A quick Google search and this is what you get for democracy:

noun: democracy
  1. a system of government by the whole population or all the eligible members of a state, typically through elected representatives.
    “capitalism and democracy are ascendant in the third world”
    synonyms: representative government, elective government; More

    antonyms: dictatorship
    • a state governed by a democracy.
      plural noun: democracies
      “a multiparty democracy”
    • control of an organization or group by the majority of its members.
      “the intended extension of industrial democracy”
    • the practice or principles of social equality.
      “demands for greater democracy”



After all the search results about definitions of the word, you get organizations or publications that have democracy in the title. Then you get articles. Is the U.S. still a democracy? Have we turned into an oligarchy? Is democracy still real? Should we still aim for democracy in all parts of the world?

People are throwing around the word democracy and claiming it is failing and falling apart, but as a regime, it doesn’t truly exist. Democracy is supposed to be a regime that is fully responsive to the will of the people, “government by the people” if you will (and you should). The most classic example of democracy, the city-state of Athens in ancient Greece, excluded all citizens from their government except free men. Today, most modern political systems have elements of democracy, monarchy, and oligarchy mixed in. No state is a true, pure democracy, because that kind of system is far too idealist and impractical. Not to mention, in the case of the U.S., our government systems has been intentionally set up to prevent majority rule, or “tyranny of the majority,” and majority rule is a major characteristic of pure democracy (Pretty much comprehensive definition of democracy here).

One of my favorite explanations for the empirical study and practice of “democracy” is polyarchy, a term coined by political scientist Robert Dahl in 1956. Polyarchy has become a a common term and represents a seminal contribution to the field of political science, and it explains exactly why you think our American democracy is “failing.” Polyarchy is similar to democracy, but does not focus on achieving pure democracy itself. Instead polyarchy emphasizes a democratic principle that can be achieved through democratic institutions (See definitions of polyarchy here and here). Polyarchy represents different political groups jockeying for power rather than a model that has a small group of elite individuals running things. The two dimensions of polyarchy are inclusiveness and contestation.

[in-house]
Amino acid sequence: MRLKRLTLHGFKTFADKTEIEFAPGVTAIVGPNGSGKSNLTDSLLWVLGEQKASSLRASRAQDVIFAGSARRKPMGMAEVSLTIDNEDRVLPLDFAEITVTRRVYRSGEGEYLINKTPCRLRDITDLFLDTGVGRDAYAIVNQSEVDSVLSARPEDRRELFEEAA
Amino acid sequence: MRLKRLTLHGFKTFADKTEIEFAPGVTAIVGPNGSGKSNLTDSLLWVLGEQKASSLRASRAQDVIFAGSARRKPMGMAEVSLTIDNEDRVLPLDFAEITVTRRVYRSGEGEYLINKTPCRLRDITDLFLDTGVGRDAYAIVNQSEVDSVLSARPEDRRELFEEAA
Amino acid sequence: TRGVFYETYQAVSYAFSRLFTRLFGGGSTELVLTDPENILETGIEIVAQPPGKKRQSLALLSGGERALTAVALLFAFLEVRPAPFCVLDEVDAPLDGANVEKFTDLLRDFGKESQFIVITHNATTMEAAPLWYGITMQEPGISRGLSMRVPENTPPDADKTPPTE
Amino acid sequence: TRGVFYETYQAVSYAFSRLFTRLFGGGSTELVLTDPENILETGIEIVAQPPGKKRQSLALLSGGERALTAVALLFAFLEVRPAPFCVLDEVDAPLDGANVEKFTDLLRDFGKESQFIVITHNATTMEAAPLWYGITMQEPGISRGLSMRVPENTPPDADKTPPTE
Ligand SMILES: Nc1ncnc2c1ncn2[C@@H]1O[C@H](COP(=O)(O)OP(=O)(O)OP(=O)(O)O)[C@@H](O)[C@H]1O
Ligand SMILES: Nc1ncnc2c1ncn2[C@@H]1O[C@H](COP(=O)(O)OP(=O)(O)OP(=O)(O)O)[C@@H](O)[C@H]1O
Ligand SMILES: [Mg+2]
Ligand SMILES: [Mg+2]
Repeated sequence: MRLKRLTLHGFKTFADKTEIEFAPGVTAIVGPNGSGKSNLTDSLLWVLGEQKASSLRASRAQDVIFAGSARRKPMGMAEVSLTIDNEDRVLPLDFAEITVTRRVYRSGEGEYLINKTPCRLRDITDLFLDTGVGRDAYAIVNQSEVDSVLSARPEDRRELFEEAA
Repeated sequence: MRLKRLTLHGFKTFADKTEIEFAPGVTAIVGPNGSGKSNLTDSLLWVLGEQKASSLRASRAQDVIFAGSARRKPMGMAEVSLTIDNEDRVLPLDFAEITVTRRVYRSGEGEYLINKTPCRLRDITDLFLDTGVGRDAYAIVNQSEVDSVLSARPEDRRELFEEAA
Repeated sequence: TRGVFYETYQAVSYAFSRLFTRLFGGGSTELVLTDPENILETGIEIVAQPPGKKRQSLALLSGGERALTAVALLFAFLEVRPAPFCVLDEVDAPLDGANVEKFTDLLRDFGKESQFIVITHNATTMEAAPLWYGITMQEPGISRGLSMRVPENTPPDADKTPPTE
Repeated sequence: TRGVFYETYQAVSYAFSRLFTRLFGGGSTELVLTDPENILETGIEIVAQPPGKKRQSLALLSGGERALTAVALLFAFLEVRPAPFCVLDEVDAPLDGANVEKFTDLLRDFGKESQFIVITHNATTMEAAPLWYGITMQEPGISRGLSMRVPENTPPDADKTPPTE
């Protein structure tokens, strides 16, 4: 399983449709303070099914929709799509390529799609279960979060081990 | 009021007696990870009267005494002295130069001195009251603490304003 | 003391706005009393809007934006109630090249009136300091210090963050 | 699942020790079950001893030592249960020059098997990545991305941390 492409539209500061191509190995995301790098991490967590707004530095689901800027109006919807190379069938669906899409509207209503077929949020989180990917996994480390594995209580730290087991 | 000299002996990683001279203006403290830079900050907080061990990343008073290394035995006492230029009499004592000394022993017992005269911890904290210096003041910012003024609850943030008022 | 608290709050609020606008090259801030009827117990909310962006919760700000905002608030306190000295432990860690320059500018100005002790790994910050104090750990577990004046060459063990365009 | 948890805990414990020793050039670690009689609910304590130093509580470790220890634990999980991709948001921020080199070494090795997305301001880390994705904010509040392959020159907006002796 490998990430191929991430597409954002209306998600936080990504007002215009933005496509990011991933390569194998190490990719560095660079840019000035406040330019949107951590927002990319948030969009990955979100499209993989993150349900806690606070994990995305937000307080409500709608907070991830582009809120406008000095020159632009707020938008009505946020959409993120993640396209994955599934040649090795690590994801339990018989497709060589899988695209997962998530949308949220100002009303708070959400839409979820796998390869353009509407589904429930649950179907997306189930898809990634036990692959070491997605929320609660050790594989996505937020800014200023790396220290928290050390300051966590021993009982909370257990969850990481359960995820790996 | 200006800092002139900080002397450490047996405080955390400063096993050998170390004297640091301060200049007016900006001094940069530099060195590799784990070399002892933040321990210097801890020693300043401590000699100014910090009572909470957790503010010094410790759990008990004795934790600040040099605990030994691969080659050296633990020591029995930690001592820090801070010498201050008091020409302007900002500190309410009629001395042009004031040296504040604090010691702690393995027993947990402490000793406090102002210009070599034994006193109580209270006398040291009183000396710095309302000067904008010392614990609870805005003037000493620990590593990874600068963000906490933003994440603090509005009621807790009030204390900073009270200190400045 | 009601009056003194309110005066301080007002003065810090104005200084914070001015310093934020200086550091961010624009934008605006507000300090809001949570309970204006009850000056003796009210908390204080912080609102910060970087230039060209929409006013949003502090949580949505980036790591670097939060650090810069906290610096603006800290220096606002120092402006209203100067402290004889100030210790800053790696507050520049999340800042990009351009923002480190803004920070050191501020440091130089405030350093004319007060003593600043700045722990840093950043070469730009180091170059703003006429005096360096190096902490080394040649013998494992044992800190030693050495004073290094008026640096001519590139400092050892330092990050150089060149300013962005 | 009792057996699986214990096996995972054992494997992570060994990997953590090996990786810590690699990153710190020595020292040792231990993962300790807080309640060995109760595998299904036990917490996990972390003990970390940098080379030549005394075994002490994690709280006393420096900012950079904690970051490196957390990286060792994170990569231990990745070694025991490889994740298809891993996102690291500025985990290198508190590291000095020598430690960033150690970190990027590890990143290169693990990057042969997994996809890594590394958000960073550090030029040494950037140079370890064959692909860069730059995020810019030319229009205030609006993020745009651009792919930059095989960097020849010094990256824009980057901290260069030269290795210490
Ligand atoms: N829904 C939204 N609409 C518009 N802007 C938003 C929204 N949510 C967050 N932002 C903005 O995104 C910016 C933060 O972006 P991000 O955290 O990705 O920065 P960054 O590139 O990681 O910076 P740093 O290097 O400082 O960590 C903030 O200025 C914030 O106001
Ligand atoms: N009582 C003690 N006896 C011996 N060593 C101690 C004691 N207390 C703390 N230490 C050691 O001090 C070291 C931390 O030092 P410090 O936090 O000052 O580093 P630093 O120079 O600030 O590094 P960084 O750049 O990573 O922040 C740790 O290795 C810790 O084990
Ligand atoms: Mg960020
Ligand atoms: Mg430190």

Inclusiveness is measured by the existence of social groups, the ability to join such groups, and the autonomy these groups have from the government (think interest groups and political parties). Contestation is the ablility for more than one of these groups to exist, and their ability to keep the government accountable.

Polyarchy is a little closer to what we practice in the U.S. than democracy is, however as some polyarchy critics point out, there’s still room in polyarchy for political elites to concentrate political power. The pluralistic groups that are supposed keep all the political authority from falling into the hands of government elites can end up having an elite composition themselves. That’s why many democratic principles still exist in the U.S., such as universal suffrage, freedom of the press, constitutionally-elected officials, etc. but it seems like political entities are still running everything. Polyarchy doesn’t fix the problems we have with social justice and human rights, it just safeguards those democratic institutions that bring us closer to the democratic principle.

Because of polyarchy and its characteristics, democracy doesn’t truly exist and it seems like it is crumbling today. With the golden age of social media, it is easier than ever before for average citizens to contribute to the political conversation. When Robert Dahl first talked about democratic institutions that are essential to polyarchy nothing remotely similar to social media existed, but it has become a major force for democratization. The Internet has leveled the playing field when it comes to contributing political ideas and opinions.

But that has not translated into legitimate political power. The person who puts all their thoughts about the election and about foreign policy and healthcare and education on Twitter can add important facts and ideas to the discourse on those topics. But they can’t run for office if they don’t have the support (monetary and otherwise) from a legitimate political group. Even if they don’t run for office, even if they just want their own elected official to listen to their ideas, the official may be less inclined to listen to one un-affiliated person on Twitter.

The real-world practice of political power hasn’t caught up to the rapid democratization seen online. The real world still has major political parties and interest groups, which have more clout than an individual. The real world, for all intents and purposes, is still a polyarchy, and not a democracy. Our democracy is not falling apart, it was never truly here to begin with.